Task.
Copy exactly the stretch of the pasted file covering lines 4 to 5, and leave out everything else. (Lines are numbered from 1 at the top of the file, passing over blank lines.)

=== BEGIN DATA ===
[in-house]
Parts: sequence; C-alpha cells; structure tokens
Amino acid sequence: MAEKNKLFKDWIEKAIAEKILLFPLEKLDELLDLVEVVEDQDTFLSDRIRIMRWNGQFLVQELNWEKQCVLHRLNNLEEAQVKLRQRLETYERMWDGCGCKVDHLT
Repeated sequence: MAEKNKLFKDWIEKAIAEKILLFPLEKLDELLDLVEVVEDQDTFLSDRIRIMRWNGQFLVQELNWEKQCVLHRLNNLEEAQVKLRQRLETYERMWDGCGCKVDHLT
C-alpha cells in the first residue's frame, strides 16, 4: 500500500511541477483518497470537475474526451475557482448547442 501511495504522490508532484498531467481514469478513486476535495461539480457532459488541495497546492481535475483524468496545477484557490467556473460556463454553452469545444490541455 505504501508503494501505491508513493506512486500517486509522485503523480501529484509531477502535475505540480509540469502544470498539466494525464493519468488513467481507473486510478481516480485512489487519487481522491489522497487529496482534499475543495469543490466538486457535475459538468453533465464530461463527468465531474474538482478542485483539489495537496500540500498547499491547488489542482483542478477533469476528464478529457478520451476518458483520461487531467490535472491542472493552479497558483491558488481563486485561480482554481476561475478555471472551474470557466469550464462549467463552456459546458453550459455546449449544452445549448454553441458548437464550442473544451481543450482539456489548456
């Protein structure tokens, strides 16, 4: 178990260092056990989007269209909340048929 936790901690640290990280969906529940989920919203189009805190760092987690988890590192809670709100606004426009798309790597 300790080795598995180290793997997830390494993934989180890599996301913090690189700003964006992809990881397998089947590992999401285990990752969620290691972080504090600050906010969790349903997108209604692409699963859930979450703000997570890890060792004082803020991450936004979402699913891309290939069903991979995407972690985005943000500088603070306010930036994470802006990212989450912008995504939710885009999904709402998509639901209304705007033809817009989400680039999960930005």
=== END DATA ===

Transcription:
Repeated sequence: MAEKNKLFKDWIEKAIAEKILLFPLEKLDELLDLVEVVEDQDTFLSDRIRIMRWNGQFLVQELNWEKQCVLHRLNNLEEAQVKLRQRLETYERMWDGCGCKVDHLT
C-alpha cells in the first residue's frame, strides 16, 4: 500500500511541477483518497470537475474526451475557482448547442 501511495504522490508532484498531467481514469478513486476535495461539480457532459488541495497546492481535475483524468496545477484557490467556473460556463454553452469545444490541455 505504501508503494501505491508513493506512486500517486509522485503523480501529484509531477502535475505540480509540469502544470498539466494525464493519468488513467481507473486510478481516480485512489487519487481522491489522497487529496482534499475543495469543490466538486457535475459538468453533465464530461463527468465531474474538482478542485483539489495537496500540500498547499491547488489542482483542478477533469476528464478529457478520451476518458483520461487531467490535472491542472493552479497558483491558488481563486485561480482554481476561475478555471472551474470557466469550464462549467463552456459546458453550459455546449449544452445549448454553441458548437464550442473544451481543450482539456489548456